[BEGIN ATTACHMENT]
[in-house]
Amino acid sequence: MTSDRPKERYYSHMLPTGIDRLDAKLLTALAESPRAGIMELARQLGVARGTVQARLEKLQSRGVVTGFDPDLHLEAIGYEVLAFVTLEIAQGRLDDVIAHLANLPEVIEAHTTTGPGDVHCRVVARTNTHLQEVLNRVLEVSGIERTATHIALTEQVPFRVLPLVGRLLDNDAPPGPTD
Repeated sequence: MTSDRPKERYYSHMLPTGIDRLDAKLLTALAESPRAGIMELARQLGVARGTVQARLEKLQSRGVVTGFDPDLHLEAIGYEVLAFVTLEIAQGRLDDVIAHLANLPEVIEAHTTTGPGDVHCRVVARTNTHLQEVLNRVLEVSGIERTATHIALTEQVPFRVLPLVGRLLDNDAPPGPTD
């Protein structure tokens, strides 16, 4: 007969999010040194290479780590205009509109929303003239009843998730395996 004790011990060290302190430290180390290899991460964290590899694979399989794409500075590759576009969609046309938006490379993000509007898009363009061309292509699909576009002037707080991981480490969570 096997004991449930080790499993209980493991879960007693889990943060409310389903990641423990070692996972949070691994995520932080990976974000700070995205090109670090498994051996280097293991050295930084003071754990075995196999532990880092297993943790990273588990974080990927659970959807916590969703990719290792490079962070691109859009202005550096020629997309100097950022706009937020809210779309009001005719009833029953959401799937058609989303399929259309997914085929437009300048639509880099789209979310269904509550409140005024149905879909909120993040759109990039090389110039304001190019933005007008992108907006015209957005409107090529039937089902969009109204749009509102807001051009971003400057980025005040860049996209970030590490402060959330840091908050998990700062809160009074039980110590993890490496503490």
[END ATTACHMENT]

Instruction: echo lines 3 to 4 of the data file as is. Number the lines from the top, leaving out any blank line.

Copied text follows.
Repeated sequence: MTSDRPKERYYSHMLPTGIDRLDAKLLTALAESPRAGIMELARQLGVARGTVQARLEKLQSRGVVTGFDPDLHLEAIGYEVLAFVTLEIAQGRLDDVIAHLANLPEVIEAHTTTGPGDVHCRVVARTNTHLQEVLNRVLEVSGIERTATHIALTEQVPFRVLPLVGRLLDNDAPPGPTD
């Protein structure tokens, strides 16, 4: 007969999010040194290479780590205009509109929303003239009843998730395996 004790011990060290302190430290180390290899991460964290590899694979399989794409500075590759576009969609046309938006490379993000509007898009363009061309292509699909576009002037707080991981480490969570 096997004991449930080790499993209980493991879960007693889990943060409310389903990641423990070692996972949070691994995520932080990976974000700070995205090109670090498994051996280097293991050295930084003071754990075995196999532990880092297993943790990273588990974080990927659970959807916590969703990719290792490079962070691109859009202005550096020629997309100097950022706009937020809210779309009001005719009833029953959401799937058609989303399929259309997914085929437009300048639509880099789209979310269904509550409140005024149905879909909120993040759109990039090389110039304001190019933005007008992108907006015209957005409107090529039937089902969009109204749009509102807001051009971003400057980025005040860049996209970030590490402060959330840091908050998990700062809160009074039980110590993890490496503490």